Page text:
Observations on hypervelocity impact damage sustained by multi-layered insulation foils exposed in low Earth orbit and simulated in the laboratory

Graham, Giles A.; Kearsley, Anton T.; Wright, Ian P.; Burchell, Mark J. and Taylor, Emma A. (2003). Observations on hypervelocity impact damage sustained by multi-layered insulation foils exposed in low Earth orbit and simulated in the laboratory. International Journal of Impact Engineering, 29(1-10) pp. 307–316.

DOI: https://doi.org/10.1016/j.ijimpeng.2003.09.025

Abstract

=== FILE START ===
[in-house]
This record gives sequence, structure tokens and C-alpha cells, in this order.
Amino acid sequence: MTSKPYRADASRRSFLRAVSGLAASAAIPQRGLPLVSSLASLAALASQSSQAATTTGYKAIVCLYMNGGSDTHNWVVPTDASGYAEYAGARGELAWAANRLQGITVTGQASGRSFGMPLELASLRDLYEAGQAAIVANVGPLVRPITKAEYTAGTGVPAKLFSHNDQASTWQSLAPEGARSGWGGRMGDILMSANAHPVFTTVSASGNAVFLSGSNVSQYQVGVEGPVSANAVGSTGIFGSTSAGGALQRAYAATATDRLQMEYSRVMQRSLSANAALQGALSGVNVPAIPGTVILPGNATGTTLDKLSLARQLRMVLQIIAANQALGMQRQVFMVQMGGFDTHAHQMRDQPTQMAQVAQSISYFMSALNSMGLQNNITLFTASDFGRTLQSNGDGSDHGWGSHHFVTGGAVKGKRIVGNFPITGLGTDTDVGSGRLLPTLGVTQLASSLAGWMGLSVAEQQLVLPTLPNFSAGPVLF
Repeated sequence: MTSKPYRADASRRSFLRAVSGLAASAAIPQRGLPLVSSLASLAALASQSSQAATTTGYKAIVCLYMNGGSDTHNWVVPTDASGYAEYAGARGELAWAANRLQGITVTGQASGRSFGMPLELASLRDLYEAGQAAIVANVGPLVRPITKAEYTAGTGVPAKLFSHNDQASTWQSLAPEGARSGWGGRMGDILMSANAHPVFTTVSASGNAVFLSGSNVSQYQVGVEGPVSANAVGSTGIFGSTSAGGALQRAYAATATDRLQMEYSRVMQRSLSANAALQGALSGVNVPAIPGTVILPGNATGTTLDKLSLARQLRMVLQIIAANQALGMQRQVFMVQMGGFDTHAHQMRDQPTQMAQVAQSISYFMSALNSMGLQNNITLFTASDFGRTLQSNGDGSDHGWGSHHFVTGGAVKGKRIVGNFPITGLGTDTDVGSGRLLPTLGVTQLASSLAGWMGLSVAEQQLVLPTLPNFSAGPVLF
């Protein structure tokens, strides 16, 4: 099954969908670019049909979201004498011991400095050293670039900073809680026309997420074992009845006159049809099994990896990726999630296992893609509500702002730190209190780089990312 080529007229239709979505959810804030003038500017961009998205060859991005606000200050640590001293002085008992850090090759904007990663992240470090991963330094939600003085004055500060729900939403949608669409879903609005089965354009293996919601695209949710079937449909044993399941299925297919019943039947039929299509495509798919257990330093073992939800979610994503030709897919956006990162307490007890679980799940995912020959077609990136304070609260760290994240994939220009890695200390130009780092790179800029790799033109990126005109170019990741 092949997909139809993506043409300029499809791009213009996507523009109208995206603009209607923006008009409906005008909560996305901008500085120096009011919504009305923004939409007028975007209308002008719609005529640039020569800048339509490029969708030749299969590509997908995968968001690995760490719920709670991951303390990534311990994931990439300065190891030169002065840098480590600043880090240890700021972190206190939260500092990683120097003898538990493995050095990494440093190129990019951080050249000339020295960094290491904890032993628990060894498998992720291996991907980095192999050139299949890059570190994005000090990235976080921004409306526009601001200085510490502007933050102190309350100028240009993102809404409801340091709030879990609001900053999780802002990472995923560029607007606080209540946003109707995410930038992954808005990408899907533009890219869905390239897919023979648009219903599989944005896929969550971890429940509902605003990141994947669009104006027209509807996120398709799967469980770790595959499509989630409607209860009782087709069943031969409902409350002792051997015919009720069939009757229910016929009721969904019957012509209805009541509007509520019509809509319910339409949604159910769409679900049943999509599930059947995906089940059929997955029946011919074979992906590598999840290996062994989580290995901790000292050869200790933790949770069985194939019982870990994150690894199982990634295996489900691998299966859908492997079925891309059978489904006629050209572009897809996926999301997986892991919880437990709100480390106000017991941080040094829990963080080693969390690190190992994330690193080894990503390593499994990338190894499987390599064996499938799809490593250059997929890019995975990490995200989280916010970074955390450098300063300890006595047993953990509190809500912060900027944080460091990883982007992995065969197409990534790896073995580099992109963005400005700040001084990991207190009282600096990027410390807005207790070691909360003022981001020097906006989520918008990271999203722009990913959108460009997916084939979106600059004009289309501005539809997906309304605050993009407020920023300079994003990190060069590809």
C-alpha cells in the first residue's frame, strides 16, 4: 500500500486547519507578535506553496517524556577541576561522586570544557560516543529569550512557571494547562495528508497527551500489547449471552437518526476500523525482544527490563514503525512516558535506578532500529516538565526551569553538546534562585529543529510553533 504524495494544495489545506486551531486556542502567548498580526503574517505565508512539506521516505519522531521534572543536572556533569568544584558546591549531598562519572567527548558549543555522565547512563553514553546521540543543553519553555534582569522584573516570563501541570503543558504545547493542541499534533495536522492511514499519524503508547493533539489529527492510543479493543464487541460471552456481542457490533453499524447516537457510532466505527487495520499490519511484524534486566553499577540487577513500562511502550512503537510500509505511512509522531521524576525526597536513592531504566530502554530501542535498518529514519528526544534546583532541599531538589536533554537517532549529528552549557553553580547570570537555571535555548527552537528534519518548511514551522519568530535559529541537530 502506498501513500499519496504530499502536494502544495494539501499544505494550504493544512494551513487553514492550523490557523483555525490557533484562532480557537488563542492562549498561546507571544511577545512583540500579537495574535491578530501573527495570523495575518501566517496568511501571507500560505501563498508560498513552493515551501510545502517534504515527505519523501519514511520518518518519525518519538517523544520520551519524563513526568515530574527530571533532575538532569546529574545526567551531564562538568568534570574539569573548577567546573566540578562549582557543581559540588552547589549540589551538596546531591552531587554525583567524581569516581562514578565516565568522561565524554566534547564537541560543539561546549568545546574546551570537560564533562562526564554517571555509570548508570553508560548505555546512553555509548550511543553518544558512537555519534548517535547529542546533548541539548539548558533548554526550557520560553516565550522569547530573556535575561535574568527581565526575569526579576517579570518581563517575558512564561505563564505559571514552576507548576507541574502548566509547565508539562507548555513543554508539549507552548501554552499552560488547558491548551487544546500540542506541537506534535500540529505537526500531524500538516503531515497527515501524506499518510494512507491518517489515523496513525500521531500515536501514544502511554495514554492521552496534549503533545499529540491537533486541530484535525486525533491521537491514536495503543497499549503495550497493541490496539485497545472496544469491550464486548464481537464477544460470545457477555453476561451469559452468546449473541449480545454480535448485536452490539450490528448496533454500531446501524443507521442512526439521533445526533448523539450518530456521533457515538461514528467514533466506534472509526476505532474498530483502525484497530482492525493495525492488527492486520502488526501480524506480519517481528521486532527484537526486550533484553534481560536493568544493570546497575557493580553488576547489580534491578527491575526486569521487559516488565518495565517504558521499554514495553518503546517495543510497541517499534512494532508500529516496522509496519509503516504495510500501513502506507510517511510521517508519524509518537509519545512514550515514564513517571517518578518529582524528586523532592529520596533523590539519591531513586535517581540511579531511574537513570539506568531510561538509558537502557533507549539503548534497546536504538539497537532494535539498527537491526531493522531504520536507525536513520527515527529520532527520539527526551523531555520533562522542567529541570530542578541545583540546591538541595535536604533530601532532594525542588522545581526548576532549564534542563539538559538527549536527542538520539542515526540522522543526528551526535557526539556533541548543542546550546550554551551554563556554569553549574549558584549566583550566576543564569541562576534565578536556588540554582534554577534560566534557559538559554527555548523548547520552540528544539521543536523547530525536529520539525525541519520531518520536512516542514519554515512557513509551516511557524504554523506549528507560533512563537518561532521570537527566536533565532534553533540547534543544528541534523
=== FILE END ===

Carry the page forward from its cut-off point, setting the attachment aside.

Retrieved multi-layered foil thermal blankets exposed on the Japanese Space Flyer Unit and the MIR Space Station have revealed abundant evidence of damage generated by space debris and micrometeoroids. The blankets have acted as an efficient shield by disrupting small particles during penetration through the many foil layers, with abundant impact-derived residue material being identifiable on the upper layers of the blanket. The morphology of the impact-derived residues is complex with projectile fragments bound by degraded foil material, resulting in highly-evolved melt droplets. A light-gas-gun impact test programme was carried out using single homogeneous olivine mineral grains to help understand the observations of residue made on space-exposed samples from MIR and the Japanese Space Flyer Unit. The damage observed on the test samples, and the distribution and nature of the residue material, were found to be very similar to those from surfaces exposed in low Earth orbit. However, one of the experimental impact residues, preserved on the third layer of the foil stack, did yield a well-defined 820cm-1 Raman band, characteristic of olivine. This observation suggests that the particle had retained crystallographic integrity and had not undergone extensive melting and quenching during the shock-heating of the impact events. © 2003 Elsevier Ltd. All rights reserved.

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